And, to S. John of the Cross: "Mental prayer should take precedence of every other occupation; it is the force of the soul."

Great works and activities in the Church will not save us--we are not saved by good works, but by the holiness of those works, which come from a pure heart and pure mind.

Without mental prayer, one thrashes around uselessly, creating things in the world which are not only ephemeral, but not part of the Kingdom of God.

As a parent, I created a quiet house in order to teach solitude and listen for the small, still voice of God at home. Too many activities wear out the soul and the body, taking away energy from the interior life, which takes energy.

Prayer demands attention and energy. The Maritains admit that those of us in the world fall into imperfections and many venial sins because of the lack of contemplation.  Here is a crunch idea--if there are no contemplative houses of prayer in your area, praying for you and interceding for the Church in the area, one is absolutely in need of personal contemplative prayer, as one has no external support.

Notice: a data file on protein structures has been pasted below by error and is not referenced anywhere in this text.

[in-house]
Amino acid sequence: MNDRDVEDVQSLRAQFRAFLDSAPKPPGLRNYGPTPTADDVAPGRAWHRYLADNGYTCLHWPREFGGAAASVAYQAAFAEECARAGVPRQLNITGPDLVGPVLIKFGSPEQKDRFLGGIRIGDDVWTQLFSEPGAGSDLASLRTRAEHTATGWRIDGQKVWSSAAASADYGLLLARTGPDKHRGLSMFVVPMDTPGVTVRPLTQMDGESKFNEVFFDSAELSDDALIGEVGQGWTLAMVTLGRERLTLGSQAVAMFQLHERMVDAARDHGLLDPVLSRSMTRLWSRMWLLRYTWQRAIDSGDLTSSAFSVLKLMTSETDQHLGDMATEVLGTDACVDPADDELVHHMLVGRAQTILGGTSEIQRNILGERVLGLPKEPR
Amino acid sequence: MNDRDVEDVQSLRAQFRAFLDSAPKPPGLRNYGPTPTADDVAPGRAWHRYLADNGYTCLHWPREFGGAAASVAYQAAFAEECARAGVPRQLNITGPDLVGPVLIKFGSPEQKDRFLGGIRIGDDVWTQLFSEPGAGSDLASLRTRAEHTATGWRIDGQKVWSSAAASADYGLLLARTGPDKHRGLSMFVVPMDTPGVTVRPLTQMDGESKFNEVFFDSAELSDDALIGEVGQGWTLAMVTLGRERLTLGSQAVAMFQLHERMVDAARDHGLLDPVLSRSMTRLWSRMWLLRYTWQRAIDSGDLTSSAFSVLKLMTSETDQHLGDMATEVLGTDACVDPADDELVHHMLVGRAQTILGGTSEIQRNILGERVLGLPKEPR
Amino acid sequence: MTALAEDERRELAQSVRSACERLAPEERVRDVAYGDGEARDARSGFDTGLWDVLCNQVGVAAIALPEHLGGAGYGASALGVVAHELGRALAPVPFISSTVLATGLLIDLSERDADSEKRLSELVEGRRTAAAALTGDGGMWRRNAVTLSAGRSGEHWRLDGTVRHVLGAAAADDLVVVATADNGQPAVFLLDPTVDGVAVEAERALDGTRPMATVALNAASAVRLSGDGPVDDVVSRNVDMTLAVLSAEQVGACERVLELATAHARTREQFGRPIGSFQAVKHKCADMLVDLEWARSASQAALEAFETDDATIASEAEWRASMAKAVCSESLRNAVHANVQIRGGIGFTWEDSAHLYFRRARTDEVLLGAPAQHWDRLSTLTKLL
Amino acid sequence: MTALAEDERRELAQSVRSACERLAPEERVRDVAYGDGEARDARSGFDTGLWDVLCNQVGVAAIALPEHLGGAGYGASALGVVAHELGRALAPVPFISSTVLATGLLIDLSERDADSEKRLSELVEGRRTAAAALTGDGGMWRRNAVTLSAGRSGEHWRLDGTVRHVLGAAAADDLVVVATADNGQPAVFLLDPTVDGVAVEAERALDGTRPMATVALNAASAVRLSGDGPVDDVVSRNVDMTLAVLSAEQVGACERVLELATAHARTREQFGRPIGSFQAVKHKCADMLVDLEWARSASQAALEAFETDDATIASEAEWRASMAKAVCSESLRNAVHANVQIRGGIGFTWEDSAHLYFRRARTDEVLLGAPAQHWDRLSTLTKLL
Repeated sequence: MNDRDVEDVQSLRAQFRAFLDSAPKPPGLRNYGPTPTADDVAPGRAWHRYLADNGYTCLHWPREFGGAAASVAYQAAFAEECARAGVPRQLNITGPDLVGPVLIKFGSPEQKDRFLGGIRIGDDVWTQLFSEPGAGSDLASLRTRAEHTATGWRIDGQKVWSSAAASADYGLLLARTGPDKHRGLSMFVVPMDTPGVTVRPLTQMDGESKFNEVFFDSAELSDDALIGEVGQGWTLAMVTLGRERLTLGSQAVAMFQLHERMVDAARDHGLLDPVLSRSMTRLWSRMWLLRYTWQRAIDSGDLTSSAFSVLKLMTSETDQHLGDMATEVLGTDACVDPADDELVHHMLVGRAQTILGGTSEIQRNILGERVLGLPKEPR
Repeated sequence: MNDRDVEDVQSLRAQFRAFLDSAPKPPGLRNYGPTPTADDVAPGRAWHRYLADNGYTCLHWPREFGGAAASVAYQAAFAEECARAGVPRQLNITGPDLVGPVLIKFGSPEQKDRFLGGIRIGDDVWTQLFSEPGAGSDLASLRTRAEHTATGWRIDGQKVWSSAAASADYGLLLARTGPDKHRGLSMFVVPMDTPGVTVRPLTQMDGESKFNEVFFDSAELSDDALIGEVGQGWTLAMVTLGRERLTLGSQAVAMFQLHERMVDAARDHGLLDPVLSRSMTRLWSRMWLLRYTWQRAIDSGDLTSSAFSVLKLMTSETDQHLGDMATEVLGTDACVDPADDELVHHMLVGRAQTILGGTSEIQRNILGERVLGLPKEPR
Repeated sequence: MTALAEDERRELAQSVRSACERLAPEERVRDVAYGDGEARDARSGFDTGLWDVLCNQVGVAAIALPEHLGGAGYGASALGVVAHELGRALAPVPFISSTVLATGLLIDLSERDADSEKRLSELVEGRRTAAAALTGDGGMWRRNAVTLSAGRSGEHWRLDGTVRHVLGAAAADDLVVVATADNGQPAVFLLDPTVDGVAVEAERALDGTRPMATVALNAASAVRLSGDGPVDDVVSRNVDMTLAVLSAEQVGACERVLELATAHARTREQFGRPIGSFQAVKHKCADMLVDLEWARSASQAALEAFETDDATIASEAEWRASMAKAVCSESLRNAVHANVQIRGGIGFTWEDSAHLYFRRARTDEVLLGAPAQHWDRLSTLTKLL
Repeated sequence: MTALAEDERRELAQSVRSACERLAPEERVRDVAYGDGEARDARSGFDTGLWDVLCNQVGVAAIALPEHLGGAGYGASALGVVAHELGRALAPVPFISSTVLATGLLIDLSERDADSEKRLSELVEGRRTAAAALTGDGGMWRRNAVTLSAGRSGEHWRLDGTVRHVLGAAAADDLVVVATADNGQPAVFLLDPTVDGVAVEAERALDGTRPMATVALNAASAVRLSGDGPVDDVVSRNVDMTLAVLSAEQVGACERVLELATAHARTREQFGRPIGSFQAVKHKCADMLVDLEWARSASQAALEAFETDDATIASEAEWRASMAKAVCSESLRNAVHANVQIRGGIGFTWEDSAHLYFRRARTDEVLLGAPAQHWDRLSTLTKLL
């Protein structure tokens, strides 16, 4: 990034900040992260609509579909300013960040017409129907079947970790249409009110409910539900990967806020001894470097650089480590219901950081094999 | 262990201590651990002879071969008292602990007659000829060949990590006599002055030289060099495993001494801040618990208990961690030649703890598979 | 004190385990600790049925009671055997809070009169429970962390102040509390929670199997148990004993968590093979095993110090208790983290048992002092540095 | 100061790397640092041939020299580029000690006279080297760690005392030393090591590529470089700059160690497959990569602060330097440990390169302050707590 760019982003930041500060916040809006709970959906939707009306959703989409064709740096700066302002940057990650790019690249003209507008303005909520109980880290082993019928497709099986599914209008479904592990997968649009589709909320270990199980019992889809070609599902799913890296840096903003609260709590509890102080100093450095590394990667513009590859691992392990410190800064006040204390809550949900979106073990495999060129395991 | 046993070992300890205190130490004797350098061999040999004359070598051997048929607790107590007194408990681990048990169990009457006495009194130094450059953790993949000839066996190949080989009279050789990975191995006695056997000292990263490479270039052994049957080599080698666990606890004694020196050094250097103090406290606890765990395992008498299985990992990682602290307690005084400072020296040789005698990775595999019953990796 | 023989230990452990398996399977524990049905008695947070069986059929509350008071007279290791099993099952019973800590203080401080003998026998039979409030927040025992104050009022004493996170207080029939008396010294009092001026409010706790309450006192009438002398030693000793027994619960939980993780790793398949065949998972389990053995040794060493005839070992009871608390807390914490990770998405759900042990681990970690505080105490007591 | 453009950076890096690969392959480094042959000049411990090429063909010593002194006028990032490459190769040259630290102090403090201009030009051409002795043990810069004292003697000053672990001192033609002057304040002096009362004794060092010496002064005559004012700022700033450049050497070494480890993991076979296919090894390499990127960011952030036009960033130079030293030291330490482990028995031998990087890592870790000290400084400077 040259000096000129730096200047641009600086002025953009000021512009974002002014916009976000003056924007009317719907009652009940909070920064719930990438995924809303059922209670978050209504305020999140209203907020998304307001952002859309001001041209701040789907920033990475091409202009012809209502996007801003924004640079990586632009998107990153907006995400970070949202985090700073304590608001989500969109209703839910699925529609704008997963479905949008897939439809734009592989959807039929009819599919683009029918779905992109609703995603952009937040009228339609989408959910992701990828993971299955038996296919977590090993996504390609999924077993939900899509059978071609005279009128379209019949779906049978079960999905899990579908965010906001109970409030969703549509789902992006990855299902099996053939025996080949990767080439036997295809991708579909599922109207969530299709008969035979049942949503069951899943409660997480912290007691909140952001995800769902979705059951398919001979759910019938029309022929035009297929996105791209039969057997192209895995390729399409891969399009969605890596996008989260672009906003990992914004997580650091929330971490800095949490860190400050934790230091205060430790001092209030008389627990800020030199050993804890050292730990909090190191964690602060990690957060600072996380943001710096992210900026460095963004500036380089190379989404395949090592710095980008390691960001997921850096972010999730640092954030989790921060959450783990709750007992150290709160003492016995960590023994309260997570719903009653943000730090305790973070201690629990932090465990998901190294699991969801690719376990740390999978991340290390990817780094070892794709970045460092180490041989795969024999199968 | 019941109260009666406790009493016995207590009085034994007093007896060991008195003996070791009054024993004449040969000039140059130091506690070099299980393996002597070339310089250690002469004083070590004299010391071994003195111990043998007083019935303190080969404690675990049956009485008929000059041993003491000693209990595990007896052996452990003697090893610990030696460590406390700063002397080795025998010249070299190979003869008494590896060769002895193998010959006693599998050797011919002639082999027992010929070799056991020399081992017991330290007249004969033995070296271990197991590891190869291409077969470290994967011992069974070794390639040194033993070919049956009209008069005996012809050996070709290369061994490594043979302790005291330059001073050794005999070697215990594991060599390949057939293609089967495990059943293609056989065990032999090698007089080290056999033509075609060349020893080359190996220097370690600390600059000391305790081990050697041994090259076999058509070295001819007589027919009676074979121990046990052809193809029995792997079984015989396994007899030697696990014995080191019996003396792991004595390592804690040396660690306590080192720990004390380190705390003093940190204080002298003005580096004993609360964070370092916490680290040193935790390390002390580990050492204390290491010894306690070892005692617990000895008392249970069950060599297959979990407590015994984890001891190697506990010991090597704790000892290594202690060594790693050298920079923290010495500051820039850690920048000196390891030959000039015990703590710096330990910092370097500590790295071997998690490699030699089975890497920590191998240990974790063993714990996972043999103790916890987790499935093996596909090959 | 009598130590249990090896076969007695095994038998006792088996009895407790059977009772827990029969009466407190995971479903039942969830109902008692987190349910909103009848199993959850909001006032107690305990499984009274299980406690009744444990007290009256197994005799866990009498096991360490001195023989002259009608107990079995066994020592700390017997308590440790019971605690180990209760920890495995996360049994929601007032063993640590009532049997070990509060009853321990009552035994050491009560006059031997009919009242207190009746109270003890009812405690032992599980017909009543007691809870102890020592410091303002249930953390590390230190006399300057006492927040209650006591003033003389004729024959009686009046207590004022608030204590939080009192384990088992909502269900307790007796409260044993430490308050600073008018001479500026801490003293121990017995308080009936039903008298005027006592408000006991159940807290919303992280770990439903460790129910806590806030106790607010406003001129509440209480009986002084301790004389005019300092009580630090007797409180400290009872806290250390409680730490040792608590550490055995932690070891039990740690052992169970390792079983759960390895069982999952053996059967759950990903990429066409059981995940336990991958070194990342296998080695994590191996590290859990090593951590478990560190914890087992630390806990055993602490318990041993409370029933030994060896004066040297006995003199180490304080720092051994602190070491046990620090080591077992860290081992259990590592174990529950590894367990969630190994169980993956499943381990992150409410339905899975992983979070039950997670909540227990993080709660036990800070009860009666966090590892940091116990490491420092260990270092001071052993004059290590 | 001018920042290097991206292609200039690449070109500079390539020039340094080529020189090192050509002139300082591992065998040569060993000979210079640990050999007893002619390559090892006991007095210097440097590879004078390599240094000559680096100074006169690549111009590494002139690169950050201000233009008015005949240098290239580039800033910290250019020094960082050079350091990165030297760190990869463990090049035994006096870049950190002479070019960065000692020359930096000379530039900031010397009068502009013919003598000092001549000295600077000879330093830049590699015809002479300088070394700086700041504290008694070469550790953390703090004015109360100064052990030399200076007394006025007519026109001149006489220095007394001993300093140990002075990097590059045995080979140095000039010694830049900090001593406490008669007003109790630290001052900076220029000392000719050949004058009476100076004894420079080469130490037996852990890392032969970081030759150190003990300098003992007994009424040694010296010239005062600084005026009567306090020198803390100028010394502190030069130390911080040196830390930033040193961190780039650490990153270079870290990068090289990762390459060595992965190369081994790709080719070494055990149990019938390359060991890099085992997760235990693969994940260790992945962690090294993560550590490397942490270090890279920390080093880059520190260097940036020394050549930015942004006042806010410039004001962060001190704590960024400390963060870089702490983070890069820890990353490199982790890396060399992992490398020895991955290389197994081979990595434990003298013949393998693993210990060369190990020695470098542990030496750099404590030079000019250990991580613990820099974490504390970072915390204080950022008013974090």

There is NO orthodox, obedient, contemplative house in this entire diocese. Pray that if God wants me to start this here, the needed benefactors come forth. I found several houses with three bedrooms, with room for a chapel, for three to six women, for under 100,000 USD. That is not a lot for the Heart of Prayer at the center of activity here in this wounded place. I need a benefactor. I have a priest who says the Latin Mass who is encouraging me, although he does not live very close to the location of the houses for sale. However, his moral support has been gratifying.

Pray for this cause. If it does not happen here, God will lead me somewhere else, and this area will keep lacking the Heart of Prayer it needs to survive the coming onslaught of evil. A diocese without a Heart of Prayer cannot endure, as the laity need this backup, this bulwark of prayer power-the force of the soul.

Great Summary of The Entire Perfection Series

"Without contemplation, no great advance will be made in virtue and we shall never be able to help others towards it. Without contemplation we shall never completely abandon our weaknesses and imperfections. We shall always remain attached to the earth and we shall never rise much above the sentiments of human nature. Never shall we be able to give God a perfect service. With contemplation, we shall do more for ourselves and others in one month, than we shall do without it in ten years." (Pere Lallemant. Spiritual Doctrine, from the Maritains' book Prayer and Intelligence.